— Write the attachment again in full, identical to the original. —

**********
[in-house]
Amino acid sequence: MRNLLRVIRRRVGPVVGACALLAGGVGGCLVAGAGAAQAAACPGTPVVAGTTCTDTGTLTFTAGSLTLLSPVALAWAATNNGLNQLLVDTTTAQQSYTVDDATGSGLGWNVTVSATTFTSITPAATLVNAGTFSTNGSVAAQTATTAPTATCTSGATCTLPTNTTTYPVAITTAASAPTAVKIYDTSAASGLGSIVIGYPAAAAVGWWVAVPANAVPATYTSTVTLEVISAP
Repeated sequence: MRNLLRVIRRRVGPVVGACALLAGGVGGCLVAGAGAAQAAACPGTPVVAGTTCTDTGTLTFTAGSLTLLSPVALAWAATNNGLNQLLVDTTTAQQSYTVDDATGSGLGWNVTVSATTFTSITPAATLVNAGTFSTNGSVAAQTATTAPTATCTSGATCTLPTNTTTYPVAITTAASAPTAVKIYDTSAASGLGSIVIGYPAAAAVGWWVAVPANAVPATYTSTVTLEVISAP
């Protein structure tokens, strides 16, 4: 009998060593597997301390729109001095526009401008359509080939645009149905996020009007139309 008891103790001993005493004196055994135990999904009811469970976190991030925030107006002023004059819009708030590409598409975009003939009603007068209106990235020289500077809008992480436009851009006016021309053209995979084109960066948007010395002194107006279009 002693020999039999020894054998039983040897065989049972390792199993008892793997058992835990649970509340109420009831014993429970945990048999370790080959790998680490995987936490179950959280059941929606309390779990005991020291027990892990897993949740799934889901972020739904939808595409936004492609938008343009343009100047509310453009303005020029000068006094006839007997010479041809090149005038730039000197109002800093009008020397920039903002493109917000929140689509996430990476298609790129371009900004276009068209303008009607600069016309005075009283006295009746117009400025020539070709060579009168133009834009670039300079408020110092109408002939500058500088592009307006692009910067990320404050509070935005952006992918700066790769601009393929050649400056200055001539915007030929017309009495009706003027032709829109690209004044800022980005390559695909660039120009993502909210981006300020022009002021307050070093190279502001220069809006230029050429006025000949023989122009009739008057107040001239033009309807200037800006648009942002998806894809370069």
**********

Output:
[in-house]
Amino acid sequence: MRNLLRVIRRRVGPVVGACALLAGGVGGCLVAGAGAAQAAACPGTPVVAGTTCTDTGTLTFTAGSLTLLSPVALAWAATNNGLNQLLVDTTTAQQSYTVDDATGSGLGWNVTVSATTFTSITPAATLVNAGTFSTNGSVAAQTATTAPTATCTSGATCTLPTNTTTYPVAITTAASAPTAVKIYDTSAASGLGSIVIGYPAAAAVGWWVAVPANAVPATYTSTVTLEVISAP
Repeated sequence: MRNLLRVIRRRVGPVVGACALLAGGVGGCLVAGAGAAQAAACPGTPVVAGTTCTDTGTLTFTAGSLTLLSPVALAWAATNNGLNQLLVDTTTAQQSYTVDDATGSGLGWNVTVSATTFTSITPAATLVNAGTFSTNGSVAAQTATTAPTATCTSGATCTLPTNTTTYPVAITTAASAPTAVKIYDTSAASGLGSIVIGYPAAAAVGWWVAVPANAVPATYTSTVTLEVISAP
């Protein structure tokens, strides 16, 4: 009998060593597997301390729109001095526009401008359509080939645009149905996020009007139309 008891103790001993005493004196055994135990999904009811469970976190991030925030107006002023004059819009708030590409598409975009003939009603007068209106990235020289500077809008992480436009851009006016021309053209995979084109960066948007010395002194107006279009 002693020999039999020894054998039983040897065989049972390792199993008892793997058992835990649970509340109420009831014993429970945990048999370790080959790998680490995987936490179950959280059941929606309390779990005991020291027990892990897993949740799934889901972020739904939808595409936004492609938008343009343009100047509310453009303005020029000068006094006839007997010479041809090149005038730039000197109002800093009008020397920039903002493109917000929140689509996430990476298609790129371009900004276009068209303008009607600069016309005075009283006295009746117009400025020539070709060579009168133009834009670039300079408020110092109408002939500058500088592009307006692009910067990320404050509070935005952006992918700066790769601009393929050649400056200055001539915007030929017309009495009706003027032709829109690209004044800022980005390559695909660039120009993502909210981006300020022009002021307050070093190279502001220069809006230029050429006025000949023989122009009739008057107040001239033009309807200037800006648009942002998806894809370069």